More news not good news

I’m not sure which news story was more over-the-top this week: Michael Jackson’s memorial or the announcement of Google’s Chrome operating system.

Google announced the latter on its blog at 9:37 pm on Tuesday, July 7. Many online news outlets had their stories up within an hour or two of that announcement. Ars Technica actually scooped them all by about an hour with some nice, old-school reporting.

By the time I got to work Wednesday morning and began browsing through my RSS feeds, I had my choice of 14 stories about Chrome. None of them substantially advanced the story beyond, “It’s here! (Well, not yet. But it will be!)”

But within 24 hours, those same feeds were choked with 55 more stories about Chrome, most of them trying to explain What It All Means—what we used to call “second day stories,” back when the news came out once a day.

Frankly, those 69 stories about Chrome OS were at least 65 more than I really needed. (Don’t get me started on the number of my feeds that mentioned Michael Jackson this week—300 stories and counting.)

All the news, fit or not

The journalist in me loves the the fact that there’s so much competition in online news. But as a reader, the super-abundance is driving me a bit nuts.

I currently follow 40 or so technology news feeds. (I used to follow many more.) I do so because I know that, once in a while, a story will appear on one site and not on any of the others, and I don’t want to miss that one story.

But getting your news online takes work. My algorithm for scanning RSS feeds is something like: Have I seen this story already? If yes, skip it and go to next. If I haven't seen it already, does it look like it's worth reading? If yes, read it. If not, skip it and go to next.

In the case of the Chrome announcement, I spent a lot of time that first morning saying, “Next,” because none of those 14 initial news stories was substantially different from the others.

But by the afternoon, I had to slow down. Because that’s when the reporters put on their pundits hats and started analyzing the announcement. Trouble was, there wasn’t much to analyze.

Two stubborn facts made analysis difficult: Chrome won’t be available for another year. And we know precious little about it beyond its due date and the fact that it’s designed primarily for netbooks. Nobody really knows at this point what impact, if any, the Chrome OS will have on you, me, Bill Gates, Steve Jobs, or anyone else.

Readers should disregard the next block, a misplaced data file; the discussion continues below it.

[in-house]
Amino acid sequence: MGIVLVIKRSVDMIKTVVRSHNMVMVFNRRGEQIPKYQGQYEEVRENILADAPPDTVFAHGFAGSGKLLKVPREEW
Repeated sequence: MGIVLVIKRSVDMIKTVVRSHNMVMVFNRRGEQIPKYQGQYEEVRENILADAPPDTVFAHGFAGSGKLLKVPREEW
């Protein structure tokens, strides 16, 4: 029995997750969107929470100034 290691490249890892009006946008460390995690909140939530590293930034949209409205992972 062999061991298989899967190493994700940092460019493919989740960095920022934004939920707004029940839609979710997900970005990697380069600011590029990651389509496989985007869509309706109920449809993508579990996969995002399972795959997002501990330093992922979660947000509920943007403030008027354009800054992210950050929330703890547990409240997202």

But that didn’t stop the bloviation: “Five Reasons Why Microsoft Does Not Need to Worry About Chrome.” “Google’s War on the PC.” “How Will Chrome OS Change Gaming?” “Netbook OS Oddsmaking: Who Will Win the War?”

(A sub-routine in my feed-filtering algorithm: If the headline uses the word “will,” go to next.)

Posting something, anything at all, about Chrome OS was guaranteed to up your page views this week, so everybody (even Entertainment Weekly) did.

Unfortunately, most of those stories (with a few sensible exceptions) were either redundant or hooey. (For an excellent example of the latter, see TechCrunch’s jaunty Chrome coverage, which the Register then dissected with great relish.)

A news diet

It’s worth noting that the stories I liked best weren’t necessarily the first. And while I admire the enterprise that got Ars Technica the scoop on the Chrome news, it really made no difference to me as a reader. I wasn’t online at 10:00 pm on Tuesday, so I didn’t really need the information then; 9:00 am Wednesday worked just fine for me.

And even if I did get that information eleven hours earlier, what difference would that have made? I wouldn’t have been readier to take action, because there was no action to take; even if i wanted to, I couldn’t switch to Chrome OS for another year. I certainly wouldn’t have done so that night.

But there are people out there for whom even those eleven hours are way too long. This guy at TechCrunch says RSS is no longer fast enough, because “the lag time between posting a story and seeing it pop up in the RSS feed is usually a few minutes, and then it can take another 10 to 15 minutes or so for it to appear in something like Google Reader.” It’s news-as-video-game: whoever twitches fastest wins.

Well, this whole Chrome thing has made me twitchy. It’s time, once again, for a bit of a news diet. I currently subscribe to a total of about 150 RSS feeds. My resolution: To cut that list in half. (NetNewsWire’s feed reports are a huge help.)

I've done this before, but it's like cleaning your desk: You can't just do it once. The trick to finding the right balance between too much information and not enough is to favor succinct and reliable over complete and fast.

For example, I long ago unsubscribed from both Gizmodo and Engadget. Sure, they’re exhaustively complete and often first to a story. But it takes too much time and effort to filter through their fire-hoses of content for stuff I care about, and what’s left is too often unreliable. (This week’s boo-boo: Engadget posts what it claims are the first screenshots of Chrome OS, only to update the story a few hours later to admit that the shots were fakes.)

Will I miss stuff if I cut out some feeds? Probably, though I’ll likely just read it a little bit later than I might have otherwise. That delay doesn’t bother me, especially if it means I can spend less time filtering and more time reading.

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